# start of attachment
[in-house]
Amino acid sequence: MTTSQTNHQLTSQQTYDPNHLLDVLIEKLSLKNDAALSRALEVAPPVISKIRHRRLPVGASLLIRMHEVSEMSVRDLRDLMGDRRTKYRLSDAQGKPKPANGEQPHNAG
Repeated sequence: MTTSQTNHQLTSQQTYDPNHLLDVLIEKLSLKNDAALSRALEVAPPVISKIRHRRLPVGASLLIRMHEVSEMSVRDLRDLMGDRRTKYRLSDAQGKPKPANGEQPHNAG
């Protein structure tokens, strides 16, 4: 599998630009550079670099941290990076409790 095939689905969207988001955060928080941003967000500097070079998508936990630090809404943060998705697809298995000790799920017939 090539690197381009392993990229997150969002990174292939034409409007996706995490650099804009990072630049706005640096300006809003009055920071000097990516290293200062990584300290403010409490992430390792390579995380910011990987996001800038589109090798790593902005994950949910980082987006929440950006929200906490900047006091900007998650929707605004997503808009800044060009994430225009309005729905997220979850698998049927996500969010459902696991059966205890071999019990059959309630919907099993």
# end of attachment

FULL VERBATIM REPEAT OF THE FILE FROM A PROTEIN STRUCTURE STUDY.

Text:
[in-house]
Amino acid sequence: MTTSQTNHQLTSQQTYDPNHLLDVLIEKLSLKNDAALSRALEVAPPVISKIRHRRLPVGASLLIRMHEVSEMSVRDLRDLMGDRRTKYRLSDAQGKPKPANGEQPHNAG
Repeated sequence: MTTSQTNHQLTSQQTYDPNHLLDVLIEKLSLKNDAALSRALEVAPPVISKIRHRRLPVGASLLIRMHEVSEMSVRDLRDLMGDRRTKYRLSDAQGKPKPANGEQPHNAG
């Protein structure tokens, strides 16, 4: 599998630009550079670099941290990076409790 095939689905969207988001955060928080941003967000500097070079998508936990630090809404943060998705697809298995000790799920017939 090539690197381009392993990229997150969002990174292939034409409007996706995490650099804009990072630049706005640096300006809003009055920071000097990516290293200062990584300290403010409490992430390792390579995380910011990987996001800038589109090798790593902005994950949910980082987006929440950006929200906490900047006091900007998650929707605004997503808009800044060009994430225009309005729905997220979850698998049927996500969010459902696991059966205890071999019990059959309630919907099993």